Be Inspired - From Rags to Riches Leadership

“Each of us has that right, that possibility, to invent ourselves daily. If a person does not invent herself, she will be invented. So, to be bodacious enough to invent ourselves is wise.” – Maya Angelou

Where does leadership originate? What makes a good leader? There are a multitude of perspectives and definitions on the subject. What about the followers? Who are the followers of a leader? Are the followers obeying blindly out of fear or laziness when taking the easy road? Or are the followers being self-leaders within the circles in which they participate?

These questions are normally outside of mainstream conversations. The majority of people don’t identify with being a leader or a follower. Regardless of status whether you are a parent, executive, professional, spouse, group member, caregiver, etc. you have unlimited leadership potential. Powerful self-leadership is when you answer your call to what is important to you and makes a difference.

Leading from within is based on your truth. It is answering the call to your vision, not someone else’s future. Following a compelling passion is usually followed by mastery. Take the rags to riches story of J. K. Rowling.

J. K. Rowling, author of the Harry Potter fantasy series, is an excellent example of a self-leadership story. Rather than letting circumstances define her, she took proactive steps to develop the possibility of having a book published.

In 1990, while she was waiting for a train from Manchester to London, she came up with an idea for a story about a young boy attending a wizardry school. The train she was waiting for was delayed four hours, but within that span of time the characters and plots came flooding into her head. When she arrived at home she immediately began putting the story to paper.

Between 1990 and 1995, while she worked on her manuscript for Harry Potter and The Philosopher’s Stone on an old manual typewriter, her mother passed away, she moved to Portugal, got married, gave birth to a daughter, got divorced, moved to Scotland with her daughter, was diagnosed with clinical depression, contemplated suicide, was unemployed and lived on state benefits.

Rather than succumb to life altering transitions, she wrote every chance she could. Her experiences were instrumental in developing the Harry Potter characters. For example, her illness gave her the idea of the soulless creatures, Dementors. The death of her mother influenced her writing when describing the emotions Harry Potter felt with the death of his parents.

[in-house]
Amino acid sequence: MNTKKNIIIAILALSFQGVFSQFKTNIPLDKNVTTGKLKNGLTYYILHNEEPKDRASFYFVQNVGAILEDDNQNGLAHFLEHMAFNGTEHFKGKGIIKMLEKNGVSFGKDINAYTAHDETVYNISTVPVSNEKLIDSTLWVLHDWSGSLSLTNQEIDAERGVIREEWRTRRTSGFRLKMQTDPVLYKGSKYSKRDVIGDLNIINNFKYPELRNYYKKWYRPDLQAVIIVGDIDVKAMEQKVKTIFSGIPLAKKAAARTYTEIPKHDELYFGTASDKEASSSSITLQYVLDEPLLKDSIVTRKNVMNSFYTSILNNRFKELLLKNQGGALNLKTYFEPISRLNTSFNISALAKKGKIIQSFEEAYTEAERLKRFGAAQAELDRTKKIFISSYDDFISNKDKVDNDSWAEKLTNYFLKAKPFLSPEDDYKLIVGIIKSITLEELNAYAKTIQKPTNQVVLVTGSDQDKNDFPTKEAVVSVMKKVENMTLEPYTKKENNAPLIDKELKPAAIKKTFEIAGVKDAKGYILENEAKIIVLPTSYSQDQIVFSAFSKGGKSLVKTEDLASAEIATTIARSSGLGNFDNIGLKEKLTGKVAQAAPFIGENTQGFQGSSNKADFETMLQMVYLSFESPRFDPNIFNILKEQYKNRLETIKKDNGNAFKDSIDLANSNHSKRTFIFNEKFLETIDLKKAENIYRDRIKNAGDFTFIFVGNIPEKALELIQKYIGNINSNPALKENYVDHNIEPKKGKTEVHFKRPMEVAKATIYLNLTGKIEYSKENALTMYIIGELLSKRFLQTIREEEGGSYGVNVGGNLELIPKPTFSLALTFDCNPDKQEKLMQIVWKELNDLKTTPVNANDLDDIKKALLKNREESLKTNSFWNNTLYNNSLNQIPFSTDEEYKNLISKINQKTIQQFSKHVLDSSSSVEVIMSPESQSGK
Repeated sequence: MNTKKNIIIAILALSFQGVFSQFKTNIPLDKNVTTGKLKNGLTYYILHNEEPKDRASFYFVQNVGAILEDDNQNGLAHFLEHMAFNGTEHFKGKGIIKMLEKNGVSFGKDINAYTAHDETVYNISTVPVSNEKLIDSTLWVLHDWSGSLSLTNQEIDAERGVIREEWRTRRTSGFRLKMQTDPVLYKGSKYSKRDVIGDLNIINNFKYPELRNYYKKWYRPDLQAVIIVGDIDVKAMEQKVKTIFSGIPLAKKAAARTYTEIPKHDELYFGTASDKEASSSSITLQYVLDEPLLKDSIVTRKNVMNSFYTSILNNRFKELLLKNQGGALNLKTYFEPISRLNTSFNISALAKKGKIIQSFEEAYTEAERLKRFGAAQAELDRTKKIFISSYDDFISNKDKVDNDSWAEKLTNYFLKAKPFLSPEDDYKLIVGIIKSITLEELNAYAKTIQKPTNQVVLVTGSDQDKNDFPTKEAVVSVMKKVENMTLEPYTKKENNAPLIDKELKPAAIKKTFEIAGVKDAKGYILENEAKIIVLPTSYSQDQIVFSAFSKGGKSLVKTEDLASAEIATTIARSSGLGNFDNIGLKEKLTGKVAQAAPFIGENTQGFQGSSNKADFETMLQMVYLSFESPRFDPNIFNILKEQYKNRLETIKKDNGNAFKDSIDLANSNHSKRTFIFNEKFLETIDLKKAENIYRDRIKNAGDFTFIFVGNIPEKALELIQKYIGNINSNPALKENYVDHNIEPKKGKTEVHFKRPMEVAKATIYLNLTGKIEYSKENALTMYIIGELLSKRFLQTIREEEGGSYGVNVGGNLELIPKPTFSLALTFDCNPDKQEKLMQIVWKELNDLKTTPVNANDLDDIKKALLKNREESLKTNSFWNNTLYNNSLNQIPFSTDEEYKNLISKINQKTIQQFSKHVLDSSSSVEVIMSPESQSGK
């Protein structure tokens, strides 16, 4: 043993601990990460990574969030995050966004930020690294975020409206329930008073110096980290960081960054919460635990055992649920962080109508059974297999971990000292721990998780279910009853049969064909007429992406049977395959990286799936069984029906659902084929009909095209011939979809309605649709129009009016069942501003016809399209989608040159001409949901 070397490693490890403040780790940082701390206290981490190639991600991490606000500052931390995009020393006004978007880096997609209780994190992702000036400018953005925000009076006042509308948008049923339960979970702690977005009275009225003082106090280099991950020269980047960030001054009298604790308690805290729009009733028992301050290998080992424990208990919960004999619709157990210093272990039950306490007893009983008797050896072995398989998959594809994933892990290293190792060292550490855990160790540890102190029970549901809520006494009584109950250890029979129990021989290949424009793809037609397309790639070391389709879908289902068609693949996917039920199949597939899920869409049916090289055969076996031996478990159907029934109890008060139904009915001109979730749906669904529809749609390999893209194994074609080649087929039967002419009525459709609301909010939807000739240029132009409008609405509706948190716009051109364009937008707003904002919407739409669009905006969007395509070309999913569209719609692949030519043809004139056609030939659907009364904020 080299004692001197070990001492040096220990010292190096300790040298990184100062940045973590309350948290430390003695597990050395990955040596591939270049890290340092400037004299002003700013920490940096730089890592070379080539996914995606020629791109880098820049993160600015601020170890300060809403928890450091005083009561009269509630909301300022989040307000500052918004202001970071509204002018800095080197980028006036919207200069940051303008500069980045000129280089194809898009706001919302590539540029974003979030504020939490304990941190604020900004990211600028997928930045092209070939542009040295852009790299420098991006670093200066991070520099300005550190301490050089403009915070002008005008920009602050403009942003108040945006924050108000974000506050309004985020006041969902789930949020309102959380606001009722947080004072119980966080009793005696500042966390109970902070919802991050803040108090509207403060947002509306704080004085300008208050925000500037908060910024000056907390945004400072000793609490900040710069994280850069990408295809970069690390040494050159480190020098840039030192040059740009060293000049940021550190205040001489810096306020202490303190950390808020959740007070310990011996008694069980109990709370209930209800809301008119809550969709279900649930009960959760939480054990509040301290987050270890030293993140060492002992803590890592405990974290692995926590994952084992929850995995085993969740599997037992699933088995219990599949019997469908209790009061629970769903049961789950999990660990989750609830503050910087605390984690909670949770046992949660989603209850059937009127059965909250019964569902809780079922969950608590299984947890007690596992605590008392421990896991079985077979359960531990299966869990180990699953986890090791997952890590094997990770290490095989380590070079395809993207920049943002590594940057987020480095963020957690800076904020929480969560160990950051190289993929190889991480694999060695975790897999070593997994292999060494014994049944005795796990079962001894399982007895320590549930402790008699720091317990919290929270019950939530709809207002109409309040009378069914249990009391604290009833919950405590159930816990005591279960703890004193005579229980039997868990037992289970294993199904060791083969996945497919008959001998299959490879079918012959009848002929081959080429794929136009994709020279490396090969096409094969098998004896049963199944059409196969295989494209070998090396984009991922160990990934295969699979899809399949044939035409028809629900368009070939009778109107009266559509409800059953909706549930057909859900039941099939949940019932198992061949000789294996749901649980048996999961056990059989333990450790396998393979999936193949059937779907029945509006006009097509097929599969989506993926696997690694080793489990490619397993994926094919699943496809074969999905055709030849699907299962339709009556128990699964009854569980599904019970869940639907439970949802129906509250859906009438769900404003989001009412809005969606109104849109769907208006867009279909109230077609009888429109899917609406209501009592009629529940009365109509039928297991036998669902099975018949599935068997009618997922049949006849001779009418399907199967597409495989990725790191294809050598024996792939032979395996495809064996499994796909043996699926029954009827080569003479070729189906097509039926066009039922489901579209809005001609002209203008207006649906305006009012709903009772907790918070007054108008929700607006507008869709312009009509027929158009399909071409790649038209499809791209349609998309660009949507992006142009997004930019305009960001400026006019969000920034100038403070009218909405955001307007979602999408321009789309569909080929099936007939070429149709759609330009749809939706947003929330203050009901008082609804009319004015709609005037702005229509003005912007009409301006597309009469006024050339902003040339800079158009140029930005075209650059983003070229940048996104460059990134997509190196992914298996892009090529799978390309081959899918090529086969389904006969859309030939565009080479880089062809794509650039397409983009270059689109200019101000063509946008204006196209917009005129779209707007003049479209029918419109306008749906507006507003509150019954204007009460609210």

J. K. Rowling submitted her manuscript to 12 publishing houses. She received rejections from each of them. It was a small British publishing house in London that finally accepted the book due to the persuasion of the editor’s eight-year old daughter. Barry Cunningham gave the first chapter to his daughter. After reading it the little girl insisted on reading the next chapter. The Philosopher’s Stone was published in 1997 followed by six more Harry Potter stories.

“It is our choices…that show what we truly are, far more than our abilities.” - J. K. Rowling

Forbes ranked her as the 48th most powerful celebrity of 2007; the Sunday Times Rich List estimated Rowling’s fortune in 2008 at $768 million; and she has become a prominent philanthropist. She took charge of her life in following through with an idea she was passionate in fulfilling.

She took the high road in spite of what was thrown at her that could have easily swayed her to be a follower. Her self-leadership led her into leadership roles helping others develop self-leadership.

History and present day events are plentiful with persons who have made a difference in all walks of life and practices. They started out as self-leaders. Self-leaders are purposely stretching their possibility potential effecting their internal and external environments. They are visionaries and see beyond circumstances. They are creative inventors, scientists, cooks, interior designers, truck drivers, entrepreneurs, authors. In other words, they show up in all walks of life. They grow in their personal evolution by waking up their potential, daring to move toward a new possibility through self-leadership.

Questions to Ponder:

What is it that you are passionate about in becoming and doing?

Where are you now professionally/personally? Is this where you want to stay?

If you don’t take action now, when will you? Why wait?

Tips to Activate Self-Leadership:

Read biographies on people who followed their vision and not someone else’s. In many cases, they failed often in reaching their goals, or experienced major transitions beyond their control. However, what was in their control was what road they chose to follow.

If you aren’t failing, you are doing the same things over and over again. When taking on something new there are inherent components. One big one is failure. Make friends with failure and allow yourself to be vulnerable.

Stop being invisible and answer your call. At first you may ask, “What is my calling?” That is a great question and that is where you begin. Asking the question activates opportunities to get the answer.

Remember: Anything Is Possible.

“Anything’s possible if you’ve got enough nerve." - J. K. Rowling

Author:.

Theresa-Maria (“TM”) Napa – of Right Track Coaching - is dedicated to helping professionals and executives increase their winning percentage while taking fewer steps and producing better results. Her career has included positions as executive assistant, vice president of operations, director of marketing & administration, and business owner with substantial experience in leadership, marketing, client development, and execut...

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